Irving Kane Pond (May 1, 1857 – September 29, 1939) was an American architect, college athlete, and author. Born in Ann Arbor, Michigan, Pond attended the University of Michigan and received a degree in civil engineering in 1879. He was a member of the first University of Michigan football team and scored the first touchdown in the school's history in May 1879. The Michigan League was designed by Allen and Irving Pond.



The League was designed by Allen and Irving Pond, the same Ann Arbor–born architects who had designed the Michigan Union. Compared with the Union, “the woman’s building will be more gracious and more feminine in its atmosphere, but the underlying strength will be there,” Allen Pond wrote. “The day of the purely charming young lady is past.” The Ponds also designed many of the building’s decorative touches, including the statues above the front entrance (female figures identified as Character and Friendship), the stained glass windows, and the murals. Allen Pond, sadly, never lived to see his creation completed. The building was dedicated on June 14, 1929, two months after his death.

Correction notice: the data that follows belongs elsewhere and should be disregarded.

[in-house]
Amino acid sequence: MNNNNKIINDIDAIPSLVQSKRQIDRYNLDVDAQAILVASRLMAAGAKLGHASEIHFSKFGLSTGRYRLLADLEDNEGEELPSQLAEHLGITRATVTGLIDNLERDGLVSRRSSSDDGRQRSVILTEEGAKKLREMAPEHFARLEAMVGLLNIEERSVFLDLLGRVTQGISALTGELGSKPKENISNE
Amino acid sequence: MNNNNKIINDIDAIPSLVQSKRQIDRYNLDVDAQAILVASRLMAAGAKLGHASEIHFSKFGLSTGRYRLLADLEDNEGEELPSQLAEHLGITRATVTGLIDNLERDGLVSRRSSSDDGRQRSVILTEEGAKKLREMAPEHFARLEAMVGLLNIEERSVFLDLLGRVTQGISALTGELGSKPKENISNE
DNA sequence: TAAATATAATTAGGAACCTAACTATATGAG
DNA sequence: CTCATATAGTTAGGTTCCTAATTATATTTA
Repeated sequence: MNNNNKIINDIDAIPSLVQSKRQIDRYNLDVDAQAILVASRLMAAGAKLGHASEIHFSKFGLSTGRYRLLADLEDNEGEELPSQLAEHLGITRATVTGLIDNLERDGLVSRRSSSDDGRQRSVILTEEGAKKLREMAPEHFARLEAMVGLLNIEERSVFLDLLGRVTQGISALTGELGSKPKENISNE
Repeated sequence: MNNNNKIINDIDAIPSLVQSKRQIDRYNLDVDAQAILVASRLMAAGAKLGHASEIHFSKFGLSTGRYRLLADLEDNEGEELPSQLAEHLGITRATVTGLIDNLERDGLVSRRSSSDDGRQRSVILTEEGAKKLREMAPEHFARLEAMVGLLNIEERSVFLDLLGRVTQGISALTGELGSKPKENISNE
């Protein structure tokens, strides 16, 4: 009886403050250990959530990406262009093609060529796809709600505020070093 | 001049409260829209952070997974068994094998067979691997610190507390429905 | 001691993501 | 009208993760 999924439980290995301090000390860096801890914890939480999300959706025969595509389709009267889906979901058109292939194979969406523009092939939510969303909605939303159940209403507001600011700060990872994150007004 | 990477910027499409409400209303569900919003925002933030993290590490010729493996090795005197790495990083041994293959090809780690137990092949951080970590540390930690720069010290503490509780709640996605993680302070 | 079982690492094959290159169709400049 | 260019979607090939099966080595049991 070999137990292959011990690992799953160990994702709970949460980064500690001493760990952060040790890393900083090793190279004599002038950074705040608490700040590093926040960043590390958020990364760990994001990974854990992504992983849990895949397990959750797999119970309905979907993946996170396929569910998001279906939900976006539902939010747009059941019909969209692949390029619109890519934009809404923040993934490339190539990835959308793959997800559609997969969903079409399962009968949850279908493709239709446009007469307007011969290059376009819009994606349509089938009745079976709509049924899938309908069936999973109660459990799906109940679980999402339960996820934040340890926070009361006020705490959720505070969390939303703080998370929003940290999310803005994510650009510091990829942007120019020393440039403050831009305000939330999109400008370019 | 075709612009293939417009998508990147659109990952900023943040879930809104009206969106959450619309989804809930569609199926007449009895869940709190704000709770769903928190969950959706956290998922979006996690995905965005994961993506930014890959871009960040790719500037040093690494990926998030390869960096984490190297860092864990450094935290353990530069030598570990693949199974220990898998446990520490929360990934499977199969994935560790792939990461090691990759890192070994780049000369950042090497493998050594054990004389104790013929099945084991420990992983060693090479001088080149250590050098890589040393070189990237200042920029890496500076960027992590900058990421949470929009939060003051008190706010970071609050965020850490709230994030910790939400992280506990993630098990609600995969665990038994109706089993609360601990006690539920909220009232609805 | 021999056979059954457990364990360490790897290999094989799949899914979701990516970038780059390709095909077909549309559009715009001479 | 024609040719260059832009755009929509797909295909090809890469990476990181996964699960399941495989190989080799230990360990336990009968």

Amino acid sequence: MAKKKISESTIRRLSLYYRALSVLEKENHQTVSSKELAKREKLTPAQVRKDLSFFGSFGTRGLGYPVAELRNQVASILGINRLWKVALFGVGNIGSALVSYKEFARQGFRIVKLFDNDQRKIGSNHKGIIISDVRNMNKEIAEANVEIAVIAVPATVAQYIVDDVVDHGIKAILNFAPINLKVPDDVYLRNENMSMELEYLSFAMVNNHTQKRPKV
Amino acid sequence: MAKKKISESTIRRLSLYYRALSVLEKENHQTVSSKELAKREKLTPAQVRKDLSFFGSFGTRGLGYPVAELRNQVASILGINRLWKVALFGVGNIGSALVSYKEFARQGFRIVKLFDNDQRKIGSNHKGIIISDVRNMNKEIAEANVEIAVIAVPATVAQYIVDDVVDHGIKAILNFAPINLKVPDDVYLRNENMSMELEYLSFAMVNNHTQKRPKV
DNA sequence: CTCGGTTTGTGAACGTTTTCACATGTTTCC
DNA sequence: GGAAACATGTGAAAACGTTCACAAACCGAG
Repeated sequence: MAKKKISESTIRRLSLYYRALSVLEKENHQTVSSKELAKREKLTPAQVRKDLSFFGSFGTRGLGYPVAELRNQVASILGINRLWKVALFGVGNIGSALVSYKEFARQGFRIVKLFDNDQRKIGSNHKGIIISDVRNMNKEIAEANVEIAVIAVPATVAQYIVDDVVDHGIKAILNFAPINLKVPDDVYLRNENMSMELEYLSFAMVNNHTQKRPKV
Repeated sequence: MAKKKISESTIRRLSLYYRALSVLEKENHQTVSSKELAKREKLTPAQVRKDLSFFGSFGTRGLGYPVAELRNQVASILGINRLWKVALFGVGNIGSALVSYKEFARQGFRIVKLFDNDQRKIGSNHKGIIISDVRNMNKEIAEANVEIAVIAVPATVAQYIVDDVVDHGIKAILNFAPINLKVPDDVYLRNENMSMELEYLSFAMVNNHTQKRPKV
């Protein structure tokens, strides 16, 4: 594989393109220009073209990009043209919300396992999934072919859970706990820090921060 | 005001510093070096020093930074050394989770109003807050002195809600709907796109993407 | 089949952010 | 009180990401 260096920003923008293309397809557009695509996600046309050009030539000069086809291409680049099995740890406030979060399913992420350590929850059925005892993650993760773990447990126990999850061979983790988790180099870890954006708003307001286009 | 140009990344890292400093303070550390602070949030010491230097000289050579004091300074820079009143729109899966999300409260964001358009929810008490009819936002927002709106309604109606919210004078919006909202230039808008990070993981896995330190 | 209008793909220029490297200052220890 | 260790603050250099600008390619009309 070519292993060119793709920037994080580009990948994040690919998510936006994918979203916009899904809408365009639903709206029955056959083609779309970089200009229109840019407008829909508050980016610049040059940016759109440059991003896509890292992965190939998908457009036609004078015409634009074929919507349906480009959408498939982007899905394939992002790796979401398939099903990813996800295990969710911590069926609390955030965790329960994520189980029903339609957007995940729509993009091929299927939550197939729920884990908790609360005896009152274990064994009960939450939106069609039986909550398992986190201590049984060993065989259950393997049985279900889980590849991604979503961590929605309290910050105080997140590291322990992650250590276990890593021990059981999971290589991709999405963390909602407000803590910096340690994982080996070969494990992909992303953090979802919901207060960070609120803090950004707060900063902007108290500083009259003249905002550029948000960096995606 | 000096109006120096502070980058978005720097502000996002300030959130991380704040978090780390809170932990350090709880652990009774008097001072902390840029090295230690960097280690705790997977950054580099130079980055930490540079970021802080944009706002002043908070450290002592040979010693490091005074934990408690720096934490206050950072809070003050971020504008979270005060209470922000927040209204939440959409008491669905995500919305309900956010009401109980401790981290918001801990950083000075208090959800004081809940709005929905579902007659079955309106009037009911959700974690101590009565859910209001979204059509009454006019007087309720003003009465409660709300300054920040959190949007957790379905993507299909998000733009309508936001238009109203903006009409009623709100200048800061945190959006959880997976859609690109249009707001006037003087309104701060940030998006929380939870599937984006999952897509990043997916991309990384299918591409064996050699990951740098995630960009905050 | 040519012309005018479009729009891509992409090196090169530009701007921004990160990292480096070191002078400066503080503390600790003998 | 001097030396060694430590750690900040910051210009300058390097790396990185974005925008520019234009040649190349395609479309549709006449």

Irving K. Pond's memoir was written between 1937 and 1939. Pond finished it on May 9th of that year, and died at the end of September. He wrote the entire manuscript in pencil, from brief notes that he also left behind. All of this work on the manuscript, along with all of his voluminous writings on all kinds of subjects, his collection of photographs, etc, was given to the American Academy of Arts and Letters at the time of his death. His enormous body of work has never been fully documented in a single book until now.


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